Traditional observance of Memorial day has diminished over the years. Many Americans nowadays have forgotten the meaning and traditions of Memorial Day. At many cemeteries, the graves of the fallen are increasingly ignored, neglected. Most people no longer remember the proper flag etiquette for the day. While there are towns and cities that still hold Memorial Day parades, many have not held a parade in decades. Some people think the day is for honoring any and all dead, and not just those fallen in service to our country.
There are a few notable exceptions. Since the late 50's on the Thursday before Memorial Day, the 1,200 soldiers of the 3d U.S. Infantry place small American flags at each of the more than 260,000 gravestones at Arlington National Cemetery. They then patrol 24 hours a day during the weekend to ensure that each flag remains standing. In 1951, the Boy Scouts and Cub Scouts of St. Louis began placing flags on the 150,000 graves at Jefferson Barracks National Cemetery as an annual Good Turn, a practice that continues to this day. More recently, beginning in 1998, on the Saturday before the observed day for Memorial Day, the Boys Scouts and Girl Scouts place a candle at each of approximately 15,300 grave sites of soldiers buried at Fredericksburg and Spotsylvania National Military Park on Marye's Heights (the Luminaria Program). And in 2004, Washington D.C. held its first Memorial Day parade in over 60 years.
To help re-educate and remind Americans of the true meaning of Memorial Day, the "National Moment of Remembrance" resolution was passed on Dec 2000 which asks that at 3 p.m. local time, for all Americans "To voluntarily and informally observe in their own way a Moment of remembrance and respect, pausing from whatever they are doing for a moment of silence or listening to 'Taps."
The Moment of Remembrance is a step in the right direction to returning the meaning back to the day. What is needed is a full return to the original day of observance. Set aside one day out of the year for the nation to get together to remember, reflect and honor those who have given their all in service to their country.
Thursday, May 26, 2011
Wednesday, May 25, 2011
50 Back extensions
The gym will not be open for regular Classes Friday or Monday due to the Memorial Day holiday. Also, I will be out of town tomorrow so I won't be at the noon WOD.
Jenn will run the women's class outside at 0900 on Friday so show up if you want; she has a fun team WOD planned!!
Tuesday, May 24, 2011
Monday, May 23, 2011
Sunday, May 22, 2011
Thursday, May 19, 2011
Max double unders in 10 minutes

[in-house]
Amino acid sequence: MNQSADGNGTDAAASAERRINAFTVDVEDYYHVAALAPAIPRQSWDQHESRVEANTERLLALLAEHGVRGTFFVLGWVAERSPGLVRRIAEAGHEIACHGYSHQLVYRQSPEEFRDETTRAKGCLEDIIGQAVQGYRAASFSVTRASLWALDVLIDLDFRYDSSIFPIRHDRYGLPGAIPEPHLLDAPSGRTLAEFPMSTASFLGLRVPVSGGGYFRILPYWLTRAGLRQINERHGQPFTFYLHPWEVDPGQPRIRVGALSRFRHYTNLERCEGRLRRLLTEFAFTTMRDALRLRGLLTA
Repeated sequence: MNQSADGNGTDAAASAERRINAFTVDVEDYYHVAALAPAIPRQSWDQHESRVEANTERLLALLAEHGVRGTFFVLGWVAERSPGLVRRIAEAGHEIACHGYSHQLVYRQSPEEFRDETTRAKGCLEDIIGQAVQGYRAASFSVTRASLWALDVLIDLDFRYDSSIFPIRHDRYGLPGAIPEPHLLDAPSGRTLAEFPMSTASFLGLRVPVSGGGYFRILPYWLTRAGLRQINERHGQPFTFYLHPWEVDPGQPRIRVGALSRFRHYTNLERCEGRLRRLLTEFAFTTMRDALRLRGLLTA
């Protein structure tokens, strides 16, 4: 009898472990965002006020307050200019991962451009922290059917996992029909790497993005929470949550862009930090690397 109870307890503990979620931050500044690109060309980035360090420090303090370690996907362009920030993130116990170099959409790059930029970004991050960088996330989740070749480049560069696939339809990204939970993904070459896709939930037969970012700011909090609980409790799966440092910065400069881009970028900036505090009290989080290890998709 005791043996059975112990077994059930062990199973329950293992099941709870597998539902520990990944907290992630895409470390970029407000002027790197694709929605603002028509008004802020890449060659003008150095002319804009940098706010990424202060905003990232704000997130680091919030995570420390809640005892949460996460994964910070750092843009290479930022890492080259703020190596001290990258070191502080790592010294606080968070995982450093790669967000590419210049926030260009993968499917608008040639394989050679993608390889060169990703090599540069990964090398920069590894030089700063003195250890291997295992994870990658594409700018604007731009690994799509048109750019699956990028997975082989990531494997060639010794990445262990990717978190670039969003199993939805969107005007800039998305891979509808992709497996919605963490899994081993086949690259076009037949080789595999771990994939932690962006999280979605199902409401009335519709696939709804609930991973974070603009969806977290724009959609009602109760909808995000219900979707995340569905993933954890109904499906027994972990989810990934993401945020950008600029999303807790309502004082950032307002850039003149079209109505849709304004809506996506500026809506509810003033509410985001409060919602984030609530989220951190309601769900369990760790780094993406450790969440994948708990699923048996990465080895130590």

Why Fast Food Isn't Cheaper Than Healthy Food
I get a lot of questions during lectures from people wanting to know how they can eat better when eating healthy is so expensive. They base their questions on claims that unhealthy choices are cheaper. For instance, I saw a recent news story where the reporter walked around Walmart and looked at the value of foods based on the measure of calories per dollar. This is really nothing more than a cute parlor game to say that one dollar will purchase close to 1,000 calories of candy bars but only a single large apple, because it doesn't tell us anything about what we get for our money. Calories are certainly an important part of our diet and weight control, but it is the quality of those calories that matters to our health.
The conclusion often from studies and news reports is that the subsidies on more calorie-dense foods are the culprit Because our government provides funding to farmers growing calorie-dense products like corn (which is processed into sugars) and beef, the typical fast food menu can be advertised as being "cheap, cheap, cheap," and candy bars can be sold for 33 cents each.
This is, however, one of the great myths about healthy eating -- ranking right up there with the fallacy that eating healthy doesn't taste good. I believe it's more economical to cook a fresh, healthy meal than to eat junk food.
The argument I hear most often is that it's cheaper to eat at McDonald's. After going to McDonald's recently and putting together a typical meal for four (mom, dad and two kids), I came up with a total of about $14.00 (I didn't actually buy anything, though). For that money, you get almost nothing of nutritive value, but bland white bread, greasy burgers and fries with a sugary soda.
That same $14.00 will purchase two pounds of lean ground beef, a pack of eight whole wheat buns, lettuce, tomato and enough potatoes to make oven-baked french fries and salad ingredients with money left over for some fresh fruit. The best part is that this is twice as much food as at McDonald's, so there's plenty for leftovers later. Better food at half the price: that's pretty simple. I'll allow that there's no soda included in the home cooked meal, but no one should drink soda anyway and a full pitcher of iced tea costs pennies to make.